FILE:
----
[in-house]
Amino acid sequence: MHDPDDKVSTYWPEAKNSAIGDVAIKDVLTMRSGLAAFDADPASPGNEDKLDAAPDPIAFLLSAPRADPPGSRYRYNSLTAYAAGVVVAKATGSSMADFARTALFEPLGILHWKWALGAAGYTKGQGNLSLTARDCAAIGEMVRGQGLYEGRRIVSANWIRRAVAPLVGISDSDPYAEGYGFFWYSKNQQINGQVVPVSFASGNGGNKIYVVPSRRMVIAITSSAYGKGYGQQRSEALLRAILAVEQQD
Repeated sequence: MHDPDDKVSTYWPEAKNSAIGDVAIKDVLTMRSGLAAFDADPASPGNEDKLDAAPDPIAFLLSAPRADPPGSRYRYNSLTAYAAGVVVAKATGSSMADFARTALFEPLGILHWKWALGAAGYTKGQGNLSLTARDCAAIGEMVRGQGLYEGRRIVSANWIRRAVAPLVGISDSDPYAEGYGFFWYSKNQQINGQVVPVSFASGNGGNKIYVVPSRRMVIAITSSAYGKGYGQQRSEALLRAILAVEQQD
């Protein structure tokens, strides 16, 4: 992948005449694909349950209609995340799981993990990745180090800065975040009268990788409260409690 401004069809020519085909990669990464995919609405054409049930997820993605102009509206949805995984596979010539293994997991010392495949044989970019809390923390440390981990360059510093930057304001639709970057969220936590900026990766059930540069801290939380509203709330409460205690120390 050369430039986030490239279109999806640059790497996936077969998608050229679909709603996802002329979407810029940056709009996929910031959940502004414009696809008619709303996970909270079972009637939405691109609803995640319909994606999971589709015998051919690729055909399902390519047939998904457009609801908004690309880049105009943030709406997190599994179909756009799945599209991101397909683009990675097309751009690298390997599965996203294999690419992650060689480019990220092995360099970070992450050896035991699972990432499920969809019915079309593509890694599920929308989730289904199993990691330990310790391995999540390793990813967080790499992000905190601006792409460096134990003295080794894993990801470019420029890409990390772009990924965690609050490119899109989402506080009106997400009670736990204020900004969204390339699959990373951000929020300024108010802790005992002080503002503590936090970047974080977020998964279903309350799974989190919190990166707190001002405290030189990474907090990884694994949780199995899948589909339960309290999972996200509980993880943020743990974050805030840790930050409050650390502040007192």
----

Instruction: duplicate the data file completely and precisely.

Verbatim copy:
[in-house]
Amino acid sequence: MHDPDDKVSTYWPEAKNSAIGDVAIKDVLTMRSGLAAFDADPASPGNEDKLDAAPDPIAFLLSAPRADPPGSRYRYNSLTAYAAGVVVAKATGSSMADFARTALFEPLGILHWKWALGAAGYTKGQGNLSLTARDCAAIGEMVRGQGLYEGRRIVSANWIRRAVAPLVGISDSDPYAEGYGFFWYSKNQQINGQVVPVSFASGNGGNKIYVVPSRRMVIAITSSAYGKGYGQQRSEALLRAILAVEQQD
Repeated sequence: MHDPDDKVSTYWPEAKNSAIGDVAIKDVLTMRSGLAAFDADPASPGNEDKLDAAPDPIAFLLSAPRADPPGSRYRYNSLTAYAAGVVVAKATGSSMADFARTALFEPLGILHWKWALGAAGYTKGQGNLSLTARDCAAIGEMVRGQGLYEGRRIVSANWIRRAVAPLVGISDSDPYAEGYGFFWYSKNQQINGQVVPVSFASGNGGNKIYVVPSRRMVIAITSSAYGKGYGQQRSEALLRAILAVEQQD
């Protein structure tokens, strides 16, 4: 992948005449694909349950209609995340799981993990990745180090800065975040009268990788409260409690 401004069809020519085909990669990464995919609405054409049930997820993605102009509206949805995984596979010539293994997991010392495949044989970019809390923390440390981990360059510093930057304001639709970057969220936590900026990766059930540069801290939380509203709330409460205690120390 050369430039986030490239279109999806640059790497996936077969998608050229679909709603996802002329979407810029940056709009996929910031959940502004414009696809008619709303996970909270079972009637939405691109609803995640319909994606999971589709015998051919690729055909399902390519047939998904457009609801908004690309880049105009943030709406997190599994179909756009799945599209991101397909683009990675097309751009690298390997599965996203294999690419992650060689480019990220092995360099970070992450050896035991699972990432499920969809019915079309593509890694599920929308989730289904199993990691330990310790391995999540390793990813967080790499992000905190601006792409460096134990003295080794894993990801470019420029890409990390772009990924965690609050490119899109989402506080009106997400009670736990204020900004969204390339699959990373951000929020300024108010802790005992002080503002503590936090970047974080977020998964279903309350799974989190919190990166707190001002405290030189990474907090990884694994949780199995899948589909339960309290999972996200509980993880943020743990974050805030840790930050409050650390502040007192």